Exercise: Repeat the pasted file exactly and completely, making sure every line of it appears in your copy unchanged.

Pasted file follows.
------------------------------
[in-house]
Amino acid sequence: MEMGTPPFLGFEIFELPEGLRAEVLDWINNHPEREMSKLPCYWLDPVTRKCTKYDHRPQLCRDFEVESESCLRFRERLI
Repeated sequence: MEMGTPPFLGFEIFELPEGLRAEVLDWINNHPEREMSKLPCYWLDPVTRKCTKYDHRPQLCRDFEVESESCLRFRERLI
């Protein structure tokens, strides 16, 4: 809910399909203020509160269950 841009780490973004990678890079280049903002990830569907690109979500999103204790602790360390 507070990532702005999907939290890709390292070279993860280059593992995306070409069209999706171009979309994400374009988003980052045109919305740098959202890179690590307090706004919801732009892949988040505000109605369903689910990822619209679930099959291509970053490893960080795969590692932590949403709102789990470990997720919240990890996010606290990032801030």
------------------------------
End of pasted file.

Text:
[in-house]
Amino acid sequence: MEMGTPPFLGFEIFELPEGLRAEVLDWINNHPEREMSKLPCYWLDPVTRKCTKYDHRPQLCRDFEVESESCLRFRERLI
Repeated sequence: MEMGTPPFLGFEIFELPEGLRAEVLDWINNHPEREMSKLPCYWLDPVTRKCTKYDHRPQLCRDFEVESESCLRFRERLI
């Protein structure tokens, strides 16, 4: 809910399909203020509160269950 841009780490973004990678890079280049903002990830569907690109979500999103204790602790360390 507070990532702005999907939290890709390292070279993860280059593992995306070409069209999706171009979309994400374009988003980052045109919305740098959202890179690590307090706004919801732009892949988040505000109605369903689910990822619209679930099959291509970053490893960080795969590692932590949403709102789990470990997720919240990890996010606290990032801030």